Period poverty, which refers to the lack of access to menstrual products, clean water and sanitation and health education, affects a quarter of the people with periods worldwide, estimates a report by Wash United, Waggs and Unicef. This gap is especially acute in under-resourced communities in The Philippines, Cambodia, Nepal, India, Nigeria, Kenya and Uganda.
To highlight stories of menstruating people surviving through this poverty, Freedom Cups, a Singapore-based social enterprise and Wunderman Thompson Singapore unveiled a series of long-copy newspaper ads titled 'Period Poverty Chronicles'. The ads tell the stories of underprivileged females who have no access to period products, clean water, and adequate wash facilities.
Period Poverty Chronicles (see full size image here) will run in Singapore’s The Business Times in April, targeting the paper’s more affluent audience. The series will soon be turned into OOH posters and a free podcast series voiced by local artists to widen its reach.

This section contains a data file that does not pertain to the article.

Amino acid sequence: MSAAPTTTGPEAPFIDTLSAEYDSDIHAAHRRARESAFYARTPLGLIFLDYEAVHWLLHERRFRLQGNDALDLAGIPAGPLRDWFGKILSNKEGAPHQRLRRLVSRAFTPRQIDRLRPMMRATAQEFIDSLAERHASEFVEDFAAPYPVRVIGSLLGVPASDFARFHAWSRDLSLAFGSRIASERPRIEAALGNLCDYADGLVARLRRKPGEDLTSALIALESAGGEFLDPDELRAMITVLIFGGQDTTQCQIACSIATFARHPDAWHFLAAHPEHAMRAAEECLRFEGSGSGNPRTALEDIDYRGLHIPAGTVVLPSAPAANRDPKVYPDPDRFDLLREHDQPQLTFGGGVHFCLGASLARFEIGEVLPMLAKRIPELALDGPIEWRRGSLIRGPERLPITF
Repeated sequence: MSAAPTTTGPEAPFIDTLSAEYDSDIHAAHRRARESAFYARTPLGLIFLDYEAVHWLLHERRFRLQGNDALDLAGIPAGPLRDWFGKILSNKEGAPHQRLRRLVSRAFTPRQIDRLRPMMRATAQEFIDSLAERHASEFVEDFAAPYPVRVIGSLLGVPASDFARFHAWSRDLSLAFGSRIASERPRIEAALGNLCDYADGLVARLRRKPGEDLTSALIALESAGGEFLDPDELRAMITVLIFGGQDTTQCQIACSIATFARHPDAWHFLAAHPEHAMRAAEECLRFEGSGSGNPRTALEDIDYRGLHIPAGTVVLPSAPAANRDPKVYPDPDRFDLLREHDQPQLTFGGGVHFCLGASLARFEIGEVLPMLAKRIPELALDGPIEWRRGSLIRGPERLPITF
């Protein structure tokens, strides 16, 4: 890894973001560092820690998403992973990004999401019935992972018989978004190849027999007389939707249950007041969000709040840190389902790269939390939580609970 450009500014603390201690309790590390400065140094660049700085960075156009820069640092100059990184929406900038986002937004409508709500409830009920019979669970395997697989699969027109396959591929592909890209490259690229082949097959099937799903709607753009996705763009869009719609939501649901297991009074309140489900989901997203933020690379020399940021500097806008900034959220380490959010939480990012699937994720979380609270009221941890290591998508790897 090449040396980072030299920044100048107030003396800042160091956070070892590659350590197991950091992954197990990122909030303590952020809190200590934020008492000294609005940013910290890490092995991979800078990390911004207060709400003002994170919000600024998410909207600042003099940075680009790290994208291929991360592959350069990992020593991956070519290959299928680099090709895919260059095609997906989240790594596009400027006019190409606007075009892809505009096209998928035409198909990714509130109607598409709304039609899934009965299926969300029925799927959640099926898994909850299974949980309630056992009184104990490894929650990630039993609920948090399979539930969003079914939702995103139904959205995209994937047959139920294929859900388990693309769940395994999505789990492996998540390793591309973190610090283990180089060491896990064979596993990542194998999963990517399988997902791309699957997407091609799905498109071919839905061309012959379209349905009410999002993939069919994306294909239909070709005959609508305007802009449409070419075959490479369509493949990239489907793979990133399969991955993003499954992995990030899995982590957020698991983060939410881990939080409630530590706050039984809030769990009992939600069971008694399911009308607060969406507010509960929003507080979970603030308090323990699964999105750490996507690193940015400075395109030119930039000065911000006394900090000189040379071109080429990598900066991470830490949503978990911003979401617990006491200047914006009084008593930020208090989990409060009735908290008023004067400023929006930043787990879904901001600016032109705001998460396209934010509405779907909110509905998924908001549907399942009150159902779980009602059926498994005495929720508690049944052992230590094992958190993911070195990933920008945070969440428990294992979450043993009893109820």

This campaign aims to highlight Freedom Cups’ plan to spread both education and its reusable menstrual products into under-resourced communities through their buy-1, give-1 model. Every cup purchased directly allows the social enterprise to give a cup to a woman in an underprivileged community.
Vanessa Paranjothy, co-founder of Freedom Cups says: “We are doing our part to alleviate this goliath, age-old and multifaceted issue. We believe these cups that last for several years are the best option for the body, wallet and planet.”
This campaign is premised on the insight that newspapers are used as a desperate alternative by women who can’t afford sanitary products. Each Period Poverty Chronicle describes how a young girl is forced to use a newspaper sheet to manage her bleed.
Period Poverty Chronicles details unsettling, coming-of-age ordeals of young girls in Manila, Chennai and Kuala Lumpur. Through the eyes of the three protagonists, Tin-Tin, Kavitha and Aisyah, this campaign aims to give readers insights into the cultural stigmas and social complexities they battle and highlights the threat of being locked into “cycles of feminised poverty".